Now having an understanding of the difference between rebranding and refreshing, were Microsoft’s and eBay’s updates in fact rebrands or were they simply refreshes?
Microsoft = Refresh
In the case of Microsoft, nothing has changed. While it’s expanded its product line with the Windows Phone, they still offer Windows, they still offer Office, they still offer Internet Explorer, and they still offer Xbox. There’s no change in the company’s purpose, there’s no change in market position, there’s no change in brand promise, and there’s no change in the customer experience.
eBay = Rebrand
eBay’s situation is quite different than Microsoft’s. Once an on-line garage sale and auction site, eBay has evolved into a global marketing channel for people to launch their online stores and sell their goods. In this case, there’s a colossal change in what the company now offers and how it operates. When an evolution like this takes place, marketing strategies must adapt. Even if it’s organic, a brand has no choice but to reposition itself in the minds of its customers to ensure the experience is being communicated and delivered as promised.
Edmonton, AB, January 31, 2012 — With a potential multi-million-dollar rebranding prize looming for a lucky Alberta creative agency, specialist brand marketing firm Urban Jungle has offered Premier Alison Redford and the province’s taxpayers its services—free of charge.
Shortly after winning the Alberta PC leadership and settling into her new role as premier, Redford perked ears around the province declaring her desire to scrap the current slogan “Freedom to Create. Spirit to Achieve.” in favour of something more representative of Alberta. The current slogan was created less than three years ago as part of a rebranding initiative by ad agency Calder Bateman at a reported cost of nearly $4 million.
“We are in full agreement with the premier’s position that the current branding for the province has not achieved, and will not achieve, the intended results, and that a solution is required. Since we are uniquely positioned with the expertise and ability to donate our services, we’d like to step up and help get it done right,” said Urban Jungle founder, Craig Blackburn.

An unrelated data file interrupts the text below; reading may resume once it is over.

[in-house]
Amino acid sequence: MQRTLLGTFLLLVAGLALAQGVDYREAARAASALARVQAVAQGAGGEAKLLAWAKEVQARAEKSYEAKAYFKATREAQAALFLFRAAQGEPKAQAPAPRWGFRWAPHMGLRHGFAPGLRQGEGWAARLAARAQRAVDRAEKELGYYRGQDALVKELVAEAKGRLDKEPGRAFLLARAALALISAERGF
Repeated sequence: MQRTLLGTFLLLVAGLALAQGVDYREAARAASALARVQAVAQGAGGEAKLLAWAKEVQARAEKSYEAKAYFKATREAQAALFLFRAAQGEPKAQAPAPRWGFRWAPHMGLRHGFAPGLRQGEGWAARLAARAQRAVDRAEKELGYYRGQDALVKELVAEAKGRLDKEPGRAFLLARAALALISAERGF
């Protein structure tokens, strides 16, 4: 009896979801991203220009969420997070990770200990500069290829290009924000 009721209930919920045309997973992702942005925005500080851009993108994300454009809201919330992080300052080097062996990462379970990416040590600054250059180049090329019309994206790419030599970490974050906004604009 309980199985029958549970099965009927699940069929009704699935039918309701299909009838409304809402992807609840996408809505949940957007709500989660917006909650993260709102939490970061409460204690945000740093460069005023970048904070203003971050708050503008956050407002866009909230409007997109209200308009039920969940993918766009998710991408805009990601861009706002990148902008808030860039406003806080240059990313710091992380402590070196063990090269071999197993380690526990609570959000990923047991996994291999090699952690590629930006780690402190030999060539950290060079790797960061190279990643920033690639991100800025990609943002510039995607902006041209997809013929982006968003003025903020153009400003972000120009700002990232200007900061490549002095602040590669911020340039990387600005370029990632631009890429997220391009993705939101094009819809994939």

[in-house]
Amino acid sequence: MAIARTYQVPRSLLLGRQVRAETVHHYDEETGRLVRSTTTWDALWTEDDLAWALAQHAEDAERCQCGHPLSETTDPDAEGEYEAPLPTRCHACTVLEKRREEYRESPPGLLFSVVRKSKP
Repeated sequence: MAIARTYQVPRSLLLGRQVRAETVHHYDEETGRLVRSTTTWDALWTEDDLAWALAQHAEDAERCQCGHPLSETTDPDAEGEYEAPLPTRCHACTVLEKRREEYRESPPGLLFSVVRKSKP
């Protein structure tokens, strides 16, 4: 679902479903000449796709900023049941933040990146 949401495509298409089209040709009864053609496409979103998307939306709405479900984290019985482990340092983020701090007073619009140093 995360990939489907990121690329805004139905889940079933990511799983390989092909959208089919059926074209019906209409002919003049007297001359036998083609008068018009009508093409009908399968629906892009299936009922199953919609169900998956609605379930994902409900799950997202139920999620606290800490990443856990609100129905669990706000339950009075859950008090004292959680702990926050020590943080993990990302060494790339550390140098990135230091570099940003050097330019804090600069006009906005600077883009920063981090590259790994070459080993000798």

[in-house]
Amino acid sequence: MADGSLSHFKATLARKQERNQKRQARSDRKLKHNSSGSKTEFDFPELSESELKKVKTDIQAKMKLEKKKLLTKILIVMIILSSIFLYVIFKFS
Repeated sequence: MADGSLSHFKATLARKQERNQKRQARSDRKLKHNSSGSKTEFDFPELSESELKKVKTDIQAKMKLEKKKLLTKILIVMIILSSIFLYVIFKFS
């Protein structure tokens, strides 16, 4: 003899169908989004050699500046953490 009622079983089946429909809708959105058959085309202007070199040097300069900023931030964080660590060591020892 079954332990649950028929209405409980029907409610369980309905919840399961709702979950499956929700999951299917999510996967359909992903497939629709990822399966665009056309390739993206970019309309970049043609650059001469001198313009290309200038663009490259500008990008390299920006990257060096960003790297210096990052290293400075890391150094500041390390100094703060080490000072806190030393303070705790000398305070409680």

In Blackburn’s view, the results of the previous branding exercise indicate the focus was on creating a logo, slogan, and advertising campaign rather than developing a brand.
The creative component appeared to take precedence over developing and activating a complete brand strategy as a means to unify perceptions of Albertans,” Blackburn added. “We are concerned that any new branding initiative developed under a similar premise and budget will yield the same result—a financial windfall for the creative firm, media sellers, and producers with no measurable return on investment for the province.”
Urban Jungle has contacted the premier’s office with an offer of brand development services. The intent is to help the Brand Initiative Team refine components of “current” Alberta brand strategy to be more representative of the province—communicating that Alberta is a great place to live, work, visit and invest in.
Through a straightforward process of analyzing and distilling research provided in the previous branding initiative, Urban Jungle’s brand strategists would create a revised strategy to inspire and guide Albertans of all ages and walks of life to become the living essence of the Alberta brand.
“As progressive Albertans, we believe that, unless the right action is taken now, the future of our province’s brand is tenuous. We owe it to each other and our children to turn complacency and indifference into inspiration, leadership, and results,” said Blackburn. “A strong brand can deliver this without spending millions of dollars on a new logo and slogan.”
Urban Jungle is currently working on an Alberta brand strategy while awaiting a reply from the premier’s office.
About Urban Jungle
Established in 2000, Urban Jungle specializes in brand development for organizations seeking to strengthen their brand, improve their business, and dominate their market. Unlike advertising agencies, marketing firms, and graphic design studios, Urban Jungle helps clients bring clarity to their brand vision—inspiring employees, guiding business development, and creating strong connections with customers and other audiences.
Phone: 780 701 9877
Media contact: Craig Blackburn, Principal
craig [at] urbanjungle.ca
780 701 9877 x1